It’s an unexpected but welcome effect of the pandemic, the sheer delight and adrenaline rush of seeing and hearing live music again after such a long period of gig starvation. As an audience member, I’ve certainly experienced it, and I reckon that is pretty much the same for the performers. Anyhow, that’s just a preamble to saying that My Darling Clementine were bloody brilliant as they closed the curtain on the 15th Glasgow Americana Festival.
If there was a headline here it would read, “Back With A Bang” as Lou Dalgleish and Michael Weston King kicked off their lengthy set with the Tex-Mex border delight of ‘King Of The Carnival’ before blasting into ‘No Heart In This Heartache’. I say blasting, even though it was just their voices, acoustic guitar and tambourine driving the song as the pair were in full throttle mode, helped by their selection of these excellent songs to reintroduce us to the world of My Darling Clementine. They remain the best bickering pair this side of The Handsome Family while Weston King’s sta-prest super shiny strides with permanent crease and Dalgleish’s third or fourth hand Biba like hand me downs allowed them to remind one of a 1970’s polyester version of Grant Wood’s American Gothic portrait.
Anyone who has seen them live will know that they have great fun posing as a quarrelsome couple and lockdown has given Dalgleish plenty of opportunity to come up with some new lines. Weston King’s hirsute appearance, chocolate binges and elasticated waistbands were mentioned. The comedy doesn’t detract from the quality of the songs and we were treated to spirited renditions of ‘Going Back To Memphis’ and ‘The Embers And The Flames’ along with soulful deliveries of ‘Our Race Is Run’ (described by Weston King as a lockdown break up song written four years before lockdown) and an astonishing ‘Yours Is The Cross That I Still Bear’, the ending of which was quite magical as the guitar and voices faded away before our eyes and ears. ‘No Matter What Tammy Said’ was a crowd favourite tonight and the pair were joined on stage by their teenage daughter Mabel who played recorder on ‘Friday Night Tulip Hotel’.
Before lockdown, My Darling Clementine had commenced on their ‘Country Darkness’ project – a set of Elvis Costello songs adapted to their vocal harmonies. They completed the project during lockdown and this tour was the first opportunity to play the songs live in a short mid set section. Moving to electric piano, Dalgleish led the pair into ‘A Good Year For The Roses’, not a Costello song of course but covered by him on ‘Almost Blue’, an album Weston King says helped introduce him to country music. This led into a bravado interpretation of ‘Indoor Fireworks’ and a rousing version of ‘I Lost You’ (with Dalgleish admitting, tongue in cheek, to an infatuation with Costello’s co-writer, Jim Lauderdale). This short segment ended with the pair really ripping it up on ‘The Crooked Line’ where they harmonised together like a revitalised Everly Brothers.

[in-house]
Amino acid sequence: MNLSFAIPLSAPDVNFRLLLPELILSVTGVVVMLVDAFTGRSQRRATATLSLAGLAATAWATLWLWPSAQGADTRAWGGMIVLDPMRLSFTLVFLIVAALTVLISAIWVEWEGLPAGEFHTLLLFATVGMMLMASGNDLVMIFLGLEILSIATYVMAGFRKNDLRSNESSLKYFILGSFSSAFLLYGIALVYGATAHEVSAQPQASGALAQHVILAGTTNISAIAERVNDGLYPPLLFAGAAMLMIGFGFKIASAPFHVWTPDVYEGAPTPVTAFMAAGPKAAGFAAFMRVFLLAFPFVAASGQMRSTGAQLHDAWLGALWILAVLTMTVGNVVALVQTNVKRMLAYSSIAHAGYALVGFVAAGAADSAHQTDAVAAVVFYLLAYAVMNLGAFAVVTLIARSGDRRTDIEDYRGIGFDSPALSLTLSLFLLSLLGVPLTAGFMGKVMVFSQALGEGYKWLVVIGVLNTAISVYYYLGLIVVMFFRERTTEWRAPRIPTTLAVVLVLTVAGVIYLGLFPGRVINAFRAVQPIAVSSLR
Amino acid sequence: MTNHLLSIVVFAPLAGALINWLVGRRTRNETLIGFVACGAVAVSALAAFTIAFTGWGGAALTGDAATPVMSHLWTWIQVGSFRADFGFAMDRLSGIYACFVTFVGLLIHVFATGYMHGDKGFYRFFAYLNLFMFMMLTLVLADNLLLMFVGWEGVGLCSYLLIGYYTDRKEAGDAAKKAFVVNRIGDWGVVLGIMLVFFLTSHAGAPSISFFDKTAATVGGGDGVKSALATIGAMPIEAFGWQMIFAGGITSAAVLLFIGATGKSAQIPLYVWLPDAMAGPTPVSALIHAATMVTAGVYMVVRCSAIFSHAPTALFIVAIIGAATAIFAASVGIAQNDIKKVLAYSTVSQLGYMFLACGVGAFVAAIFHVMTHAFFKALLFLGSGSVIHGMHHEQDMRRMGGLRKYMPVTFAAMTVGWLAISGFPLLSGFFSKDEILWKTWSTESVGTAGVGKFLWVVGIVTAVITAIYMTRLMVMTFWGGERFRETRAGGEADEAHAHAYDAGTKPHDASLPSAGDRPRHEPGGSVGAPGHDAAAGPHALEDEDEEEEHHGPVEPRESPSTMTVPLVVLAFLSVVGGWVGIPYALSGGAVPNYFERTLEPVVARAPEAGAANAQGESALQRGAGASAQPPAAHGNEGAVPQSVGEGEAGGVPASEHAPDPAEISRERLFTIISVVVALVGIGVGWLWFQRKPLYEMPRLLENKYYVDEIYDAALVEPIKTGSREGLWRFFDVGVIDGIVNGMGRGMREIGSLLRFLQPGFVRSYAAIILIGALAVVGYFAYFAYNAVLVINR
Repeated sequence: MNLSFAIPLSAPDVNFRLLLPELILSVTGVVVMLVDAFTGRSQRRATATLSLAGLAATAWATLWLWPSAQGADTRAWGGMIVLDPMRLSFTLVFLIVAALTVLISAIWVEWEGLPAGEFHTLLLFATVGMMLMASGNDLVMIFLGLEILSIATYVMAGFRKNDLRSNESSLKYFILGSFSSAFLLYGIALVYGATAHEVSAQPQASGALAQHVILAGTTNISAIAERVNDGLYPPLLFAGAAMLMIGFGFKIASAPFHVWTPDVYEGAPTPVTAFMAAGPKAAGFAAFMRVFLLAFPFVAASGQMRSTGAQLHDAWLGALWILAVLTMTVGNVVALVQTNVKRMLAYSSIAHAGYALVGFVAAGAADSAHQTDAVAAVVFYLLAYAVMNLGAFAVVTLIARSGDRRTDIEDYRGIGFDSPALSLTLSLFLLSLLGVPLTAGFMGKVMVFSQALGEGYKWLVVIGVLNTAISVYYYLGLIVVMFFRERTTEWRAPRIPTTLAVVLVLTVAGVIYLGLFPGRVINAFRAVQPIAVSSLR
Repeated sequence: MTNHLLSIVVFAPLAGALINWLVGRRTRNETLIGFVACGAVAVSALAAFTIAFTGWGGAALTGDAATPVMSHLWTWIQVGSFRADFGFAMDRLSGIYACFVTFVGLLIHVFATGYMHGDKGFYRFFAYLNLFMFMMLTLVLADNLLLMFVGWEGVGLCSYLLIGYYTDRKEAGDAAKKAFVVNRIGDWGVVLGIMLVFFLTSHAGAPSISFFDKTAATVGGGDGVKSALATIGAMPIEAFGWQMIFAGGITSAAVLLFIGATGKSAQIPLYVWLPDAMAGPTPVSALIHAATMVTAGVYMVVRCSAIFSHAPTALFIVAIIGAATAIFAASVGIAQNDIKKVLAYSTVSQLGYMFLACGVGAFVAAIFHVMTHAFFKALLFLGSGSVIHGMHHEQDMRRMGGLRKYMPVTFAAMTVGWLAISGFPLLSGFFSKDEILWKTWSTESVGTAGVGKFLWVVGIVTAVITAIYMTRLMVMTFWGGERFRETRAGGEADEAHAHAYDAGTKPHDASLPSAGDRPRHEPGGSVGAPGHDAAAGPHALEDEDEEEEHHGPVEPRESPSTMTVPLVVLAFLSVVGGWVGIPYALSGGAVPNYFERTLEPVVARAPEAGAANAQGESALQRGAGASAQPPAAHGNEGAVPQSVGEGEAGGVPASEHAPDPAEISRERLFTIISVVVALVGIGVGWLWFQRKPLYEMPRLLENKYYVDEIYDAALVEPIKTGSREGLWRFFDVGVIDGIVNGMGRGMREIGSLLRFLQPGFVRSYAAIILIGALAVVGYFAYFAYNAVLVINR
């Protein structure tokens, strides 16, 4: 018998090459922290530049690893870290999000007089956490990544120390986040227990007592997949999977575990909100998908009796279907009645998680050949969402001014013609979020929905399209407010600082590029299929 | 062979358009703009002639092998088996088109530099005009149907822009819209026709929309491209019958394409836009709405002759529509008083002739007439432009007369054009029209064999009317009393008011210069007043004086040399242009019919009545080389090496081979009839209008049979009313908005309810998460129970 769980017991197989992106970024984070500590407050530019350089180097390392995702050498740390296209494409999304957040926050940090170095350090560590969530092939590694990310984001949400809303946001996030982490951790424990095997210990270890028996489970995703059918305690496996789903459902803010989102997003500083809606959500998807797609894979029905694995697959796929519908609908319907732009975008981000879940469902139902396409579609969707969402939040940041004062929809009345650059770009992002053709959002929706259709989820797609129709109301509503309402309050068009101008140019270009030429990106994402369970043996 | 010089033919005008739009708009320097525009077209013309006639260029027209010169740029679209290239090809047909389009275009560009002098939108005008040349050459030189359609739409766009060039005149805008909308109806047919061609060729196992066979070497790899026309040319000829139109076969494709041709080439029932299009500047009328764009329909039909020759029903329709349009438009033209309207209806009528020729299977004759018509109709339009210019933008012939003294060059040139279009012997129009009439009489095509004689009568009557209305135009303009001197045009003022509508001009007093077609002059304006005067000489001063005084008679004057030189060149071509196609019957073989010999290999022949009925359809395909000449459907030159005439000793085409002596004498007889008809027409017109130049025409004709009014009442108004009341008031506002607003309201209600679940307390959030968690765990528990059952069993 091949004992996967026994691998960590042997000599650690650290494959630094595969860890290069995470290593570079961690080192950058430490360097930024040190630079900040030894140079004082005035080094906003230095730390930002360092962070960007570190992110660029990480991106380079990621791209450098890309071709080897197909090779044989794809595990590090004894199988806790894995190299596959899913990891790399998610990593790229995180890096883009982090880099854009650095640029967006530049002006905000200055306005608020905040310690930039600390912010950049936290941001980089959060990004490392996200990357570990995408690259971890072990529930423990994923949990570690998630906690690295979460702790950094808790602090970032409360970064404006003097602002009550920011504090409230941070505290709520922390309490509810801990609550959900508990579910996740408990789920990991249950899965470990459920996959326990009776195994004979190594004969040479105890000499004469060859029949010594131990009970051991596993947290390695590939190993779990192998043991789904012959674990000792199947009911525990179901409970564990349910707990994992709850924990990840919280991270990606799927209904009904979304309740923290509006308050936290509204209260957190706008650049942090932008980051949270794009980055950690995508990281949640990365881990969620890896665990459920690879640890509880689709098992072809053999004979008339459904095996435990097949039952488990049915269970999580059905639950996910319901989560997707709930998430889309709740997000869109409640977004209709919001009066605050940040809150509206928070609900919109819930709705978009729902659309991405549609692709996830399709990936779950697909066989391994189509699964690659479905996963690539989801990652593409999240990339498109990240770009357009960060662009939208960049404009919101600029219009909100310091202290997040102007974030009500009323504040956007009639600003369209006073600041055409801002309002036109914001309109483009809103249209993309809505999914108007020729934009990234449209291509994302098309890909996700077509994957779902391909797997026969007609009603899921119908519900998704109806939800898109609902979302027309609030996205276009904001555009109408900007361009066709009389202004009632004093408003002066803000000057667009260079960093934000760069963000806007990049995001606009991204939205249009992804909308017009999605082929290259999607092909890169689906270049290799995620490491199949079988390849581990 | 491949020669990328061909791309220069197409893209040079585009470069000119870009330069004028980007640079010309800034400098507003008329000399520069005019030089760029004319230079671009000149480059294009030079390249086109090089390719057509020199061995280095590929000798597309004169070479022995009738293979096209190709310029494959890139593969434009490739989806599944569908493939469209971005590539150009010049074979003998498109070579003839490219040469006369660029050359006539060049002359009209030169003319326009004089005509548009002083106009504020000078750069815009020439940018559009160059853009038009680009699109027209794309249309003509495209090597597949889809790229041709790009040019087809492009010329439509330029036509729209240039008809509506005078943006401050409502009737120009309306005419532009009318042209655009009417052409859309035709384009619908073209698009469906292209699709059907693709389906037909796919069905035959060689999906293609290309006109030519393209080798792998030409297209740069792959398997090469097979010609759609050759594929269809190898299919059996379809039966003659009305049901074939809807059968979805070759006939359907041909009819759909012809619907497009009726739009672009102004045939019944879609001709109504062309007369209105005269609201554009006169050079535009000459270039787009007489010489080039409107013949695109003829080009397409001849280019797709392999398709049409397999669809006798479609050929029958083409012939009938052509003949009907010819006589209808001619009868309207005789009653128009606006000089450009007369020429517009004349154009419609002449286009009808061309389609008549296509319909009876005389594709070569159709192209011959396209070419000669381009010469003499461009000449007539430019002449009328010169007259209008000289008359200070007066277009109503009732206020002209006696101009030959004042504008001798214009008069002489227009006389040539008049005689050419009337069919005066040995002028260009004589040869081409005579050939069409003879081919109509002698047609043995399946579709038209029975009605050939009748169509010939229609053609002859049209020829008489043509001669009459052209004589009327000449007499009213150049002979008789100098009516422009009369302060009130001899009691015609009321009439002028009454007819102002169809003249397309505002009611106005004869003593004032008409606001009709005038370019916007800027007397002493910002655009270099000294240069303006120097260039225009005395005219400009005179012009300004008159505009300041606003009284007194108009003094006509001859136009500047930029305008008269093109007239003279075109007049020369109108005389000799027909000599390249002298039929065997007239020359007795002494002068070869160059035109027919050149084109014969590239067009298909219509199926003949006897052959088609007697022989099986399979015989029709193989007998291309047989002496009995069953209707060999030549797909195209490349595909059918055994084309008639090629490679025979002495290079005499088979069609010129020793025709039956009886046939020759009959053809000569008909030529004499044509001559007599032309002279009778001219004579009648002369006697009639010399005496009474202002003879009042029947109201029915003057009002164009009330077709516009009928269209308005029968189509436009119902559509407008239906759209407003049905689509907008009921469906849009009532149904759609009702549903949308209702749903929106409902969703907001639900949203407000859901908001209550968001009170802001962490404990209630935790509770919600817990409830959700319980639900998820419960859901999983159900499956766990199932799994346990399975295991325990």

You can’t have country without heartache and several songs reflected this but towards the end of the set more heartache broke in as the duo sang ‘Ashes, Flowers And Dust’ in remembrance of all those lost in these Covid times. Weston King’s salute to the late Jackie Leven, ‘The Final Reel’, captured some of Leven’s Celtic vagabond ways and, with daughter Mabel back on stage, the trio left us with an affecting delivery of ‘Your Cheating Heart’. An emotional end to what was quite an emotional 90 minutes of heartfelt music.
It was a very pleasant surprise to see the support act, Arksong, who turned out to be none other than Marc Pilley, the creative lead of Hobotalk, a Scots band who were on the cusp of greatness (short listed for the Mercury Prize in 2000) before fading away, despite a legacy of excellent albums. His silken voice and gift for melodious folk songs were still much in evidence as he sang a short set of songs which flowed like honey. There was always a hint of Tim Hardin in Pilley’s songs and it was evident tonight as he sang ‘Fast Train’ while his quiet and unassuming performance led one to imagine that he was indeed a troubadour in the best sense of sixties folkies like Hardin. Pilley’s reappearance here was a delight for this old fan and he certainly delighted the audience. While his songs are, in the main, contemplative and melancholic, he closed with a redemptive songs of sorts on ‘Rescued’, a song for the times with its refrain of “love will rescue me.” His appearance was the icing on the cake for what was an excellent evening of live music.
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